Precision Fermentation for Palm Oil Alternatives – Insights from Maximilian Webers, Co-founder of Colipi

As the world’s most widely used vegetable oil, from food to cosmetics, palm oil drives a $68 billion market. However, its unrestrained expansion eradicates rainforests vital to mitigating climate change. 

If left unaddressed, the palm oil supply chain risks market instability, operational risks, and shrinking profit pools as consumer brands demanding deforestation-free supply struggle to find raw materials.

However, high-tech startups aim to reinvent this market sustainably and curb the global demand for versatile vegetable oils. One such innovator is Colipi. The startup claims to modify microbial biosystems to produce palm oil equivalents. 

As a technology scouting firm, we were determined to uncover the science behind Colipi’s technology and explore its potential impact on combating health concerns and production challenges. So, we invited Max, the co-founder and CEO of Colipi, to gain valuable insights into their technology.

Author’s note:  Upon researching, we found many other startups researching palm oil alternatives. Curious to know about them? Read this article next!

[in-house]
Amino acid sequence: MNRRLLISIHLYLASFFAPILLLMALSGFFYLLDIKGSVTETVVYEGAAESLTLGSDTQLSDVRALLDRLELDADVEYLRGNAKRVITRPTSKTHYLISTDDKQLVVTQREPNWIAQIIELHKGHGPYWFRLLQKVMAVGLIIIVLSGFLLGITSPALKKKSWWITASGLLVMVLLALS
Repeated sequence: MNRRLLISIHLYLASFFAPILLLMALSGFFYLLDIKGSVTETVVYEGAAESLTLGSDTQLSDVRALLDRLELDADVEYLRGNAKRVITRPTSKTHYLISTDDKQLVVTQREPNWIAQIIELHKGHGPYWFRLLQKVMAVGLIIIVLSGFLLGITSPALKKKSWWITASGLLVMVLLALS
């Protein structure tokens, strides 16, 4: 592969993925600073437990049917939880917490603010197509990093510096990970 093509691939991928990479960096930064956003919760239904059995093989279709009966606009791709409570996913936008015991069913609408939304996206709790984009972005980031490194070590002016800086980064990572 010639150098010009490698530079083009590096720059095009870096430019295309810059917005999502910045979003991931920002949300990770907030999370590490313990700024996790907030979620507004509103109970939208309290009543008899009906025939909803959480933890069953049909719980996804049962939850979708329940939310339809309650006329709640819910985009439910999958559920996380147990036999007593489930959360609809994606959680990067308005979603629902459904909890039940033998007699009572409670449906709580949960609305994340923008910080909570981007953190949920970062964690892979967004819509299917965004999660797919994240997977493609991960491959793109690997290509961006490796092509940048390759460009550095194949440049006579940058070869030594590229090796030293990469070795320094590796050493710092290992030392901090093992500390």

Maximilian Webber: In conversation with GreyB talks about colipi's technology

Maximilian Webers is the co-founder and CEO of Colipi, a German biotech startup developing a sustainable palm oil alternative using precision fermentation. With a background in extensive R&D, Webers combines scientific expertise and a strategic approach to drive Colipi’s vision forward in his role as CEO.

Watch the complete video to learn more about Colipi’s technology.

If you’re short on time, here’s a quick overview of the startup and the key highlights from the conversation.

Overview: Colipi’s precision fermentation technology

Colipi utilizes two distinct precision fermentation technologies. The first involves yeast-based liquid fermentation, a non-GMO process. This method transforms organic side streams—derived from various industries containing sugars, starch, fatty acids, and carbon chains—into vitamin-containing oils. These oils are chemically equivalent to palm oil, soybean oil, cocoa butter, and shea butter, sharing similar chemical profiles.

The second technology is a patented gas fermentation bioreactor and process, providing hardware and process innovations. This technology scales precision gas fermentation using specific bacteria. These bacteria convert carbon dioxide, sourced from plant-based origins like bioethanol plants, biogas plants, cement production plants, steel plants, and fossil combustion processes, into biomass. The biomass includes triacylglycerides, other biomaterials, and proteins.